Some marijuana strains used by medical-marijuana patients are not what they purport to be in name, chemical content and genetics, says the Seattle Times. This is particularly concerning for patients seeking pot low in intoxicants and high in pain-relief or other therapeutic qualities. One widely known strain is called Harlequin. When a pot-testing lab analyzed 22 samples of Harlequin from various growers and dispensaries, five of them were high in a psychedelic ingredient called THC, which means people trying to take medicine were just getting high instead.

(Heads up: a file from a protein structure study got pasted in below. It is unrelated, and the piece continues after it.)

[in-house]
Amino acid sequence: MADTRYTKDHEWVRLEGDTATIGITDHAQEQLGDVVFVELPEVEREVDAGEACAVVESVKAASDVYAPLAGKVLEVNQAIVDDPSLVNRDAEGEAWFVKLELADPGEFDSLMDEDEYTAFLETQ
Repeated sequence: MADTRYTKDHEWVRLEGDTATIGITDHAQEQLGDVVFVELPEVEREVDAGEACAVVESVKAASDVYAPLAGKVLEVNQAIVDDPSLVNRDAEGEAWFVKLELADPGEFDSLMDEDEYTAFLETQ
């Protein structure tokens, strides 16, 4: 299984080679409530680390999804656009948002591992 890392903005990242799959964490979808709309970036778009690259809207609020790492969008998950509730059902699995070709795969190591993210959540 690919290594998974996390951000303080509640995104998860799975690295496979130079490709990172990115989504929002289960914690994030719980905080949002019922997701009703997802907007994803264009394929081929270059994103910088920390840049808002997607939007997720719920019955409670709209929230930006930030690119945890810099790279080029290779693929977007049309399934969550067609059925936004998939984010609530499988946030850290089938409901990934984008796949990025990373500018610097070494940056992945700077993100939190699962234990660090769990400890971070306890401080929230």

Misnaming and inconsistent chemical profiles are extremely common, said Dr. Michelle Sexton, founder of PhytaLAB. One irony: Recreational-pot users will soon have greater assurances about the safety and chemical content of the pot they buy at retail stores in the state's new legal pot system than the best-educated patients have in the largely unregulated medical system, where testing and accurate labeling are not mandated for dispensaries. “It's completely backwards from what it should be,” said Randy Oliver, chief scientist at the lab Analytical 360.